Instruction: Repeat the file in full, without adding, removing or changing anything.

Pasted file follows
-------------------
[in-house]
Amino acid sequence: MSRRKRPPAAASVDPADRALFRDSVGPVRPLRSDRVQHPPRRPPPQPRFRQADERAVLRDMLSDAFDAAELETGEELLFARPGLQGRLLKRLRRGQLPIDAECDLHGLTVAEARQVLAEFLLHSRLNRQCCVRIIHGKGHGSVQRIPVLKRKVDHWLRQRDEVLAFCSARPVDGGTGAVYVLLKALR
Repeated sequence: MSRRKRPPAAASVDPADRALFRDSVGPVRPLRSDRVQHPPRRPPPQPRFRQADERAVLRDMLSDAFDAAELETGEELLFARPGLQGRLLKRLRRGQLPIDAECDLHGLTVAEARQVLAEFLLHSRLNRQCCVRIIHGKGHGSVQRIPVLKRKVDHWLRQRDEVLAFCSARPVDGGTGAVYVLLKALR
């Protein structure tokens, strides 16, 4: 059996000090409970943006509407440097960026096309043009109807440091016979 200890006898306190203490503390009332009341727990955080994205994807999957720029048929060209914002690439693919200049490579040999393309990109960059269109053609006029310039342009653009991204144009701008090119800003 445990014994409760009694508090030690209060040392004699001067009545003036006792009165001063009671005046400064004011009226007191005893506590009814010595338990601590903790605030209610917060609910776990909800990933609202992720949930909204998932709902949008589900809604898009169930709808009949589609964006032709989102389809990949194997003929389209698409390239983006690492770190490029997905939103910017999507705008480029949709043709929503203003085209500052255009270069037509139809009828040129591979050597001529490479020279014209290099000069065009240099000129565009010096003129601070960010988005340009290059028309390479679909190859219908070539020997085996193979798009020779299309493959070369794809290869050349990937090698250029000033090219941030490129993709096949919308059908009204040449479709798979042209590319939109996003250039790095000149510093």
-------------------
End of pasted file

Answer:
[in-house]
Amino acid sequence: MSRRKRPPAAASVDPADRALFRDSVGPVRPLRSDRVQHPPRRPPPQPRFRQADERAVLRDMLSDAFDAAELETGEELLFARPGLQGRLLKRLRRGQLPIDAECDLHGLTVAEARQVLAEFLLHSRLNRQCCVRIIHGKGHGSVQRIPVLKRKVDHWLRQRDEVLAFCSARPVDGGTGAVYVLLKALR
Repeated sequence: MSRRKRPPAAASVDPADRALFRDSVGPVRPLRSDRVQHPPRRPPPQPRFRQADERAVLRDMLSDAFDAAELETGEELLFARPGLQGRLLKRLRRGQLPIDAECDLHGLTVAEARQVLAEFLLHSRLNRQCCVRIIHGKGHGSVQRIPVLKRKVDHWLRQRDEVLAFCSARPVDGGTGAVYVLLKALR
């Protein structure tokens, strides 16, 4: 059996000090409970943006509407440097960026096309043009109807440091016979 200890006898306190203490503390009332009341727990955080994205994807999957720029048929060209914002690439693919200049490579040999393309990109960059269109053609006029310039342009653009991204144009701008090119800003 445990014994409760009694508090030690209060040392004699001067009545003036006792009165001063009671005046400064004011009226007191005893506590009814010595338990601590903790605030209610917060609910776990909800990933609202992720949930909204998932709902949008589900809604898009169930709808009949589609964006032709989102389809990949194997003929389209698409390239983006690492770190490029997905939103910017999507705008480029949709043709929503203003085209500052255009270069037509139809009828040129591979050597001529490479020279014209290099000069065009240099000129565009010096003129601070960010988005340009290059028309390479679909190859219908070539020997085996193979798009020779299309493959070369794809290869050349990937090698250029000033090219941030490129993709096949919308059908009204040449479709798979042209590319939109996003250039790095000149510093």